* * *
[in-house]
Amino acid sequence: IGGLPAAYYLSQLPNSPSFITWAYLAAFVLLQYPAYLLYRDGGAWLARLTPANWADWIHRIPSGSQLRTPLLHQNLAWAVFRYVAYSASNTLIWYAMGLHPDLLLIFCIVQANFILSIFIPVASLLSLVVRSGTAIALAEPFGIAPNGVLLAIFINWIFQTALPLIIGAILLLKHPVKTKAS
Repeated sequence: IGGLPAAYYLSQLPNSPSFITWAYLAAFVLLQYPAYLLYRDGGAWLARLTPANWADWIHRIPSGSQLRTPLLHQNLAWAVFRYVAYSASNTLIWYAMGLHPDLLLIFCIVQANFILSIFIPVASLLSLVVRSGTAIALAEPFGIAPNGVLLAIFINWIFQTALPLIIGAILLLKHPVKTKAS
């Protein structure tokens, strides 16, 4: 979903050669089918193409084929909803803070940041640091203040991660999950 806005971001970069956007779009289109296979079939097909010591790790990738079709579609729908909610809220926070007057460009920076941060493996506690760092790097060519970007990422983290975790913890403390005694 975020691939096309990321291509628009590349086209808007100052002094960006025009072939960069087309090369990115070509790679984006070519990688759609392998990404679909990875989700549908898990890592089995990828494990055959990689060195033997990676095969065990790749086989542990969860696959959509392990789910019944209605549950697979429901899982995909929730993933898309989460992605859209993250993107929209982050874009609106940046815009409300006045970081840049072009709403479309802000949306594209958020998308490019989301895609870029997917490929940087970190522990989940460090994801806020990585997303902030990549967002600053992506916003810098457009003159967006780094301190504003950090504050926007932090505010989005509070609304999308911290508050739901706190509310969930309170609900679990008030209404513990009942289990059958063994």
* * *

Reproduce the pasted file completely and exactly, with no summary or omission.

[in-house]
Amino acid sequence: IGGLPAAYYLSQLPNSPSFITWAYLAAFVLLQYPAYLLYRDGGAWLARLTPANWADWIHRIPSGSQLRTPLLHQNLAWAVFRYVAYSASNTLIWYAMGLHPDLLLIFCIVQANFILSIFIPVASLLSLVVRSGTAIALAEPFGIAPNGVLLAIFINWIFQTALPLIIGAILLLKHPVKTKAS
Repeated sequence: IGGLPAAYYLSQLPNSPSFITWAYLAAFVLLQYPAYLLYRDGGAWLARLTPANWADWIHRIPSGSQLRTPLLHQNLAWAVFRYVAYSASNTLIWYAMGLHPDLLLIFCIVQANFILSIFIPVASLLSLVVRSGTAIALAEPFGIAPNGVLLAIFINWIFQTALPLIIGAILLLKHPVKTKAS
């Protein structure tokens, strides 16, 4: 979903050669089918193409084929909803803070940041640091203040991660999950 806005971001970069956007779009289109296979079939097909010591790790990738079709579609729908909610809220926070007057460009920076941060493996506690760092790097060519970007990422983290975790913890403390005694 975020691939096309990321291509628009590349086209808007100052002094960006025009072939960069087309090369990115070509790679984006070519990688759609392998990404679909990875989700549908898990890592089995990828494990055959990689060195033997990676095969065990790749086989542990969860696959959509392990789910019944209605549950697979429901899982995909929730993933898309989460992605859209993250993107929209982050874009609106940046815009409300006045970081840049072009709403479309802000949306594209958020998308490019989301895609870029997917490929940087970190522990989940460090994801806020990585997303902030990549967002600053992506916003810098457009003159967006780094301190504003950090504050926007932090505010989005509070609304999308911290508050739901706190509310969930309170609900679990008030209404513990009942289990059958063994």